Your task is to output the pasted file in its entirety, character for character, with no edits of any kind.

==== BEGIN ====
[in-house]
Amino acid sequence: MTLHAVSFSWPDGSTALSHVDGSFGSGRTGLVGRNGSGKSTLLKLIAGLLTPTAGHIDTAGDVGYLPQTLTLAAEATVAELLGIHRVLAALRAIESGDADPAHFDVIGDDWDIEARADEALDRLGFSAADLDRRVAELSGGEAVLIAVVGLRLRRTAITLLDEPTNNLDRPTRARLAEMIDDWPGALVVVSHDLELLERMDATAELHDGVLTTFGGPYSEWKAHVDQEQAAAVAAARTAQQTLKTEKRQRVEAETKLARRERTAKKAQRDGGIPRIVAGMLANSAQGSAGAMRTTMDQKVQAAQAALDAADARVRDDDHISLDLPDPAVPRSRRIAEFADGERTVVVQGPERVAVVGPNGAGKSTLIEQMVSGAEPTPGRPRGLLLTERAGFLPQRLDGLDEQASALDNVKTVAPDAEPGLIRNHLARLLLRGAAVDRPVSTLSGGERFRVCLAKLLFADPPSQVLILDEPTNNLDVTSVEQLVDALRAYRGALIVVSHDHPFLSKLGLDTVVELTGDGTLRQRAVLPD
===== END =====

[in-house]
Amino acid sequence: MTLHAVSFSWPDGSTALSHVDGSFGSGRTGLVGRNGSGKSTLLKLIAGLLTPTAGHIDTAGDVGYLPQTLTLAAEATVAELLGIHRVLAALRAIESGDADPAHFDVIGDDWDIEARADEALDRLGFSAADLDRRVAELSGGEAVLIAVVGLRLRRTAITLLDEPTNNLDRPTRARLAEMIDDWPGALVVVSHDLELLERMDATAELHDGVLTTFGGPYSEWKAHVDQEQAAAVAAARTAQQTLKTEKRQRVEAETKLARRERTAKKAQRDGGIPRIVAGMLANSAQGSAGAMRTTMDQKVQAAQAALDAADARVRDDDHISLDLPDPAVPRSRRIAEFADGERTVVVQGPERVAVVGPNGAGKSTLIEQMVSGAEPTPGRPRGLLLTERAGFLPQRLDGLDEQASALDNVKTVAPDAEPGLIRNHLARLLLRGAAVDRPVSTLSGGERFRVCLAKLLFADPPSQVLILDEPTNNLDVTSVEQLVDALRAYRGALIVVSHDHPFLSKLGLDTVVELTGDGTLRQRAVLPD